A Ball of Ink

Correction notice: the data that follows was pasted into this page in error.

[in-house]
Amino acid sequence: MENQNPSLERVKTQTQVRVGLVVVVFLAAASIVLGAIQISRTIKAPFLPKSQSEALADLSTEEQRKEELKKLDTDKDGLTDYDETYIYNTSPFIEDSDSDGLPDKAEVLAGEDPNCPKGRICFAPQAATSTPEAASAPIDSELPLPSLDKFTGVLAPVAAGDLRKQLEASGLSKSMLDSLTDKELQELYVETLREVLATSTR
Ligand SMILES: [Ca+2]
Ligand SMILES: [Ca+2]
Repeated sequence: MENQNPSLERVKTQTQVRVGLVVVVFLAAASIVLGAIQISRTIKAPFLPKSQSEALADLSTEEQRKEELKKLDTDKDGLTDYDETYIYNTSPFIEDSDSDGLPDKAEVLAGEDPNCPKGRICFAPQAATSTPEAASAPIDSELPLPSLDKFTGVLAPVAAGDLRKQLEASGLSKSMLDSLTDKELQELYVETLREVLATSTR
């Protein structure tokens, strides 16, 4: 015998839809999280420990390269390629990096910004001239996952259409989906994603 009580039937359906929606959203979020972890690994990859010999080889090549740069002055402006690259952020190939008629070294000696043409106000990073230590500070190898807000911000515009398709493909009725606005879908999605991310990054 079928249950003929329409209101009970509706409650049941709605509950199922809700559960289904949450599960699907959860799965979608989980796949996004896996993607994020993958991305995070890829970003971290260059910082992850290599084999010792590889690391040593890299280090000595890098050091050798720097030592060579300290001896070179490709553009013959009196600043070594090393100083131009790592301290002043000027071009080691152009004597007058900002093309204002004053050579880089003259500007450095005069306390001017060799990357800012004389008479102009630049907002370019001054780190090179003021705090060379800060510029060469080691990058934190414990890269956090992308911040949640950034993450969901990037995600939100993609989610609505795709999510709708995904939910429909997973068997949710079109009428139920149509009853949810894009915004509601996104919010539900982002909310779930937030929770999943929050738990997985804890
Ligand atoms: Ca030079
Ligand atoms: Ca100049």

Seal ink is made from oil, color, and a binder of some kind to hold everything together. The binding material is usually a plant fiber, though I’ve been told silk floss is also used. If your seal ink is flattened, as in a tin, and you tamp your seal stone straight up and down into the ink, there’s a tendency for the stone to pull these fibers up out of the ink which stick to the stone, causing a smudged, blurry seal impression. If you roll your seal ink into a ball, rather than pressing straight up and down into the ink—which will flatten it–swipe the face of the seal stone across the side of the ball. In this way you’re much less likely to pull fibers from the ink. It helps to pick up the seal container and turn it in your hands while swiping the stone—this will help to keep the rounded shape of the ink ball.

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